Cambridge Memorial Hospital tells people to avoid its ER because of very high patient loads

Cambridge Memorial Hospital is suggesting people avoid its emergency department as wait times are much higher than normal due to high patient volumes and ongoing staffing shortages.

 People should look for alternate health care options says hospital CEO

Hospital president and CEO Patrick Gaskin says patients in a "life and limb situation" or who may be having a heart attack or have a significant emergency should still come to the hospital. Patients with less serious issues may be waiting 12 hours. (Submitted by Cambridge Memorial Hospital )

Cambridge Memorial Hospital is asking people to "find alternate health-care options," if they can, as wait times in its emergency room are very long. 

Patrick Gaskin, the President and CEO at Cambridge Memorial Hospital, said staff are out sick with COVID-19 and higher patient volumes are affecting emergency room operations. He said patients with less severe ailments could be in for at least a 12-hour wait.

Gaskin said patients in a "life and limb situation," or who may be having a heart attack or have a significant emergency should still come to the hospital. 

The president and CEO of the Ontario Hospital Association has said many Ontario hospitals are experiencing "an unprecedented escalation of staffing pressures right now" and are working to develop temporary measures to help maintain services.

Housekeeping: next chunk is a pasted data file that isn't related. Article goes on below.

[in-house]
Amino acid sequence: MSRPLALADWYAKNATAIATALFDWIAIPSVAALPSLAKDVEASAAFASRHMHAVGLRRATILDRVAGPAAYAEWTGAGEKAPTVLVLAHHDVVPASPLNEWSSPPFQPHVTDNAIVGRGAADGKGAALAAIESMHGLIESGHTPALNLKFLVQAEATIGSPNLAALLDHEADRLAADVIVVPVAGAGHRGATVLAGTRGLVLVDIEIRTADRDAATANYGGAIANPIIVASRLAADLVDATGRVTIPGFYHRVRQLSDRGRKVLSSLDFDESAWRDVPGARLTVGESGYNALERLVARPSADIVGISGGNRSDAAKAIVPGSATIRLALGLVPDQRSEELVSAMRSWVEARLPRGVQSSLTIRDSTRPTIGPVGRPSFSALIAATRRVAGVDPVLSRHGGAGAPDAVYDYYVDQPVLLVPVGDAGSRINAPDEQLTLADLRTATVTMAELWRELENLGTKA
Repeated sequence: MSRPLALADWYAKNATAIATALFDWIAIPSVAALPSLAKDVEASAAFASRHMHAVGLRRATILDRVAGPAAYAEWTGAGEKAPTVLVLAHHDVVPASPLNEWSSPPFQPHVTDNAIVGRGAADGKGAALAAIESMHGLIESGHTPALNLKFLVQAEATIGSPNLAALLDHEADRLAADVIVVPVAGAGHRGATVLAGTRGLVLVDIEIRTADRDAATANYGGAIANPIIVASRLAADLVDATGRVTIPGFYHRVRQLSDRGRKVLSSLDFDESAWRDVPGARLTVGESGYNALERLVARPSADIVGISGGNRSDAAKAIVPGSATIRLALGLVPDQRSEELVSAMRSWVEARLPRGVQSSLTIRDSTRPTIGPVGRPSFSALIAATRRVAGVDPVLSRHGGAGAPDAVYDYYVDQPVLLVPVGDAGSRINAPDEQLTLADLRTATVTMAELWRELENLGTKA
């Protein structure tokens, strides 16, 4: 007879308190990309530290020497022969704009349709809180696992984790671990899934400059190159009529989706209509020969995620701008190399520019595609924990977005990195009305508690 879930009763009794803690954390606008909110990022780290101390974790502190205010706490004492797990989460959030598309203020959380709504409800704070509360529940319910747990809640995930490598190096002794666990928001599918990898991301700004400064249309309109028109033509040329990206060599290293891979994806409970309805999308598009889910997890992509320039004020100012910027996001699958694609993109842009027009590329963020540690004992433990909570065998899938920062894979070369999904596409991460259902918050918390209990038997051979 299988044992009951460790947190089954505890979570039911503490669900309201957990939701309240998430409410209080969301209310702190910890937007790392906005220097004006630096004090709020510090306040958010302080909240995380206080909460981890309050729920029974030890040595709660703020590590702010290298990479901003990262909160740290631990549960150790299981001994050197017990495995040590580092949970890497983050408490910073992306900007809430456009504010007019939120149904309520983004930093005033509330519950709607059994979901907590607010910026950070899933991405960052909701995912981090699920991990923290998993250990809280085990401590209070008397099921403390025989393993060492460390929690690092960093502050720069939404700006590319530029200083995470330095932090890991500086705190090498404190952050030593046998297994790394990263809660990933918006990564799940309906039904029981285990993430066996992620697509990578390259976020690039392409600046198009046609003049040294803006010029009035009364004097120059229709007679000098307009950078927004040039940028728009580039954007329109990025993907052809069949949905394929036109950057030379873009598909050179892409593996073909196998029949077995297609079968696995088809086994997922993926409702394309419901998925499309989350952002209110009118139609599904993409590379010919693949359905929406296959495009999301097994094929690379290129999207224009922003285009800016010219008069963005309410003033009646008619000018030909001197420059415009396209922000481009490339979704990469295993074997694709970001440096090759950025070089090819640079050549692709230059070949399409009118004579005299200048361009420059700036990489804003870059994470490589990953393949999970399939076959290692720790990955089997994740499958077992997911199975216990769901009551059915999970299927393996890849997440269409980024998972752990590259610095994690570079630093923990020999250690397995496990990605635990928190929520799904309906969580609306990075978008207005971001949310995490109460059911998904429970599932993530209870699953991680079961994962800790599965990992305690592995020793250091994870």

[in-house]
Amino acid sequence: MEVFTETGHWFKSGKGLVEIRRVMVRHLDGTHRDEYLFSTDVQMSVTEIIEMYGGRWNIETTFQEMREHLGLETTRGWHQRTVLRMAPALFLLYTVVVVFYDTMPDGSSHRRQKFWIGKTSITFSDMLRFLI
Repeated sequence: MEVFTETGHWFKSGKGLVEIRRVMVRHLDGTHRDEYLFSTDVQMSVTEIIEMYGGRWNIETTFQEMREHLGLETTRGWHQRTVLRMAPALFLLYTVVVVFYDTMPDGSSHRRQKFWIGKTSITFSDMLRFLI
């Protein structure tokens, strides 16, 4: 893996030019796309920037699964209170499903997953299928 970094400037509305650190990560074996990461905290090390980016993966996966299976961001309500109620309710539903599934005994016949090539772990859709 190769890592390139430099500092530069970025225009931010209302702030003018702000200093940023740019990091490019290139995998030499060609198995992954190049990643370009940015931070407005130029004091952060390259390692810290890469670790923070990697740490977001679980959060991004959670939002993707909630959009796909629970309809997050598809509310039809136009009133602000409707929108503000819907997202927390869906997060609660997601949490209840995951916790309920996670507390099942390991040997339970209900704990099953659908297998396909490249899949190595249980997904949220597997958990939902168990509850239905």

"Hospitals are here to serve and will continue to do everything possible to meet the needs of the people of Ontario," Dale added.

In some cases the strain has forced hospitals to close overnight. This past weekend two Ottawa-area hospitals and one in Grey County were among those that closed their emergency departments for periods of time over the weekend.

Other hospitals have adjusted or limited services hours as staffing has been a struggle through the summer months.

Cambridge Memorial Hosptial posted its alert at 6:30 a.m. Tuesday after an unprecedented number of patients needing inpatient care. It added "all patients will be seen in priority order should they require emergency care." 

"Generally, the hospital will have somewhere between five and ten inpatients at any one time, and that's a kind of a normal flow within the organization," Gaskin told CBC Kitchener-Waterloo.

"But overnight, in terms of just the number of patients that we saw ... It brought us to an all time high this morning. We have 22 patients who require inpatient care."

Gaskin says the hospital's emergency department has 40 stations where it can assess patients, but half of them are being used for inpatient care. 

That "slows down the flow of staff seeing patients," he said.

Gaskin said he plans to redeploy staff within the hospital and bring in physicians to support the emergency department.

Gaskin says this situation is expected to last until at least Wednesday.


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